So there’s eco anxiety, which has actually become a diagnosable syndrome by psychiatrists, apparently on the rise, unknown just a couple of decades ago. You have extreme events such as a man who burned himself to death outside of the US Supreme Court earlier this year as a protest of the court’s threatened action to strike down climate change regulations. So there’s that whole set of things that I think climate change is forcing people to reckon with, the fact that the world that we see outside that we’ve been living with for the last 10,000 years, I guess since the last ice age is not here forever, right?

    Susannah Black Roberts: Right.

    Peter Mommsen: And of course for many people, although you could say, “Well, didn’t you know that already?” Climate change has certainly focused their minds. And I guess possibly because maybe most people just think in terms of . . . even if they’re not parents, they think in terms of my potential child’s generation or my potential grandchildren’s generation, that’s our horizon, and climate change has moved the inevitable end of the planet as we know it up into that timeframe that we care about.

    Susannah Black Roberts: Right. It’s hard for us to think in terms of really caring about more than 10,000 years in the future, unless we are really doing the wrestling with existential angst which I can remember doing intensely just before I converted when I was fifteen or so. You can usually dodge that, and you can usually psychologically at least anchor your hope for the future in your grandchildren’s generation or their children’s, or in the sense, if you don’t have kids, that there’s a civilization that you’re contributing to that will go on in the future. And there’s a vagueness to that, that I think allows for hope. But I actually think that there’s not something concrete really that’s changed. I mean, obviously we are aware of things like climate change, we are aware of other things that could end the world as we know it.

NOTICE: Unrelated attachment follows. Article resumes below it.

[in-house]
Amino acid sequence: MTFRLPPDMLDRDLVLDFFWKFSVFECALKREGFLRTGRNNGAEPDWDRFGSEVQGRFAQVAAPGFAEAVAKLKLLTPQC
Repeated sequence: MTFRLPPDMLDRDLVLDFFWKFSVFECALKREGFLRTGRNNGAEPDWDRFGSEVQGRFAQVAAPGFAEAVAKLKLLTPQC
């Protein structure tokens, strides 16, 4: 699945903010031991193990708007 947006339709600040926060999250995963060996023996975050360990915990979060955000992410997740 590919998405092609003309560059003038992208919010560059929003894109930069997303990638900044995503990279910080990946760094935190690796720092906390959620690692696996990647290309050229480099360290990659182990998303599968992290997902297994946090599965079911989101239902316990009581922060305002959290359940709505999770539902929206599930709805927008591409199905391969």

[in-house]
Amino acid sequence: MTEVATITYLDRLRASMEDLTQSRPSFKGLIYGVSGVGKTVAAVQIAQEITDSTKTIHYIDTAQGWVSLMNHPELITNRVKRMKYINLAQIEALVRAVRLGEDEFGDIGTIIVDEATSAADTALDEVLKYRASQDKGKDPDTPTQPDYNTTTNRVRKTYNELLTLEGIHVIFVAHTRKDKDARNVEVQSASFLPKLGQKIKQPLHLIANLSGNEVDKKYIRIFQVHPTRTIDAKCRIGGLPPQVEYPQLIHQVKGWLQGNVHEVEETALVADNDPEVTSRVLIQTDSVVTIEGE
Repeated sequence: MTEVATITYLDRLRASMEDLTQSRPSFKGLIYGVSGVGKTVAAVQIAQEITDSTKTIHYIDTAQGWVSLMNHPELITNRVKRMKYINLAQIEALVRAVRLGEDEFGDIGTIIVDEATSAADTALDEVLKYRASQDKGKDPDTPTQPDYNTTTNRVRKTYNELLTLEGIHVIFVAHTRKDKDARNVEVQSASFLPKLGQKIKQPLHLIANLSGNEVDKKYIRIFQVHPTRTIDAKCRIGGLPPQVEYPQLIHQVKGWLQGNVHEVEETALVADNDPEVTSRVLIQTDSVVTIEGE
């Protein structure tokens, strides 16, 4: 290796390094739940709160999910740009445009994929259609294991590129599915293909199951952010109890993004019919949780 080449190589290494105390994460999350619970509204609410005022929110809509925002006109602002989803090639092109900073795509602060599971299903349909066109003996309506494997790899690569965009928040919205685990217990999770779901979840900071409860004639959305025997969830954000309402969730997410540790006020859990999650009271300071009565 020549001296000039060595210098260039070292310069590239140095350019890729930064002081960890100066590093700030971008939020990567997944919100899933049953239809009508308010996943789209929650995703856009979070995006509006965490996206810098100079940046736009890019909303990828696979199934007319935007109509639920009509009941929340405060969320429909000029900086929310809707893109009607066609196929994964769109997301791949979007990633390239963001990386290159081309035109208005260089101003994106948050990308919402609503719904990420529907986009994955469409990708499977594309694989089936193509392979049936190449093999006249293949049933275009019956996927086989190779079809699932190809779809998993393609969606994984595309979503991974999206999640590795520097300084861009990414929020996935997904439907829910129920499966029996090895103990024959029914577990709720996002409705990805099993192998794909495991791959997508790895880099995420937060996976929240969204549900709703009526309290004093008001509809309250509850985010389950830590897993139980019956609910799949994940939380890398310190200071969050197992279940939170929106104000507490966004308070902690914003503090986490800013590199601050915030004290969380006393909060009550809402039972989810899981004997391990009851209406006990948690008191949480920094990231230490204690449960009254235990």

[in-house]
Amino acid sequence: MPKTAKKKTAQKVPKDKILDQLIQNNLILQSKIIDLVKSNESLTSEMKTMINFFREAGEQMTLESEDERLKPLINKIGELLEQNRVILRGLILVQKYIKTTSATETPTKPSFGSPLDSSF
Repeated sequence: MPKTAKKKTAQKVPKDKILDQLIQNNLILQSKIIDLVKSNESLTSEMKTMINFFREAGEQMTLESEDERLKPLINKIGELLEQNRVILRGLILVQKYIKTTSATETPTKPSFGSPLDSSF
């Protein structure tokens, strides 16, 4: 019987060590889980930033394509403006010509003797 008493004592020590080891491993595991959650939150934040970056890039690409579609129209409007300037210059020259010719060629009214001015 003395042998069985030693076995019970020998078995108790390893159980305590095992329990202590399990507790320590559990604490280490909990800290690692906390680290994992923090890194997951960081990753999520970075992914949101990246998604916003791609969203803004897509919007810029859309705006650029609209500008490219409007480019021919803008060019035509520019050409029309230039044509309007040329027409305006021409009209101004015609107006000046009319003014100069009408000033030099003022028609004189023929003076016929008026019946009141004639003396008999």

Peter Mommsen: I mean, we’ve been aware since the 1950s that this thing called the atomic bomb could very quickly end the world as we know it. And whatever contributions to civilization, biological or otherwise, we may make in our lifetime might become very quickly irrelevant.

    Susannah Black Roberts: But it seems to me that there needs to be a double vision that we have, two different kinds of hope that we have in order to live good human lives. And it’s a weird thing because sometimes those two kinds of hopes seem to be in conflict with each other.

    You need to have a sense that the actual everyday actions, the decisions that you make, are contributing to something that is a good human project that will be bigger than you and that will continue in one way or another into the next generation and beyond. The P. D. James novel that was made into a movie, Children of Men, whenever I hear people complaining about other people’s kids on airplanes, it always makes me think about that novel because whether or not you have kids, the existence of kids in the world makes your life so much better than it otherwise would be, and I’m not even sure that people realize that. The existence of the next generation, the fact of babies is something that deeply charges your life with meaning whether or not those babies are related to you. And I don’t think that there’s really any way to be grateful enough for that.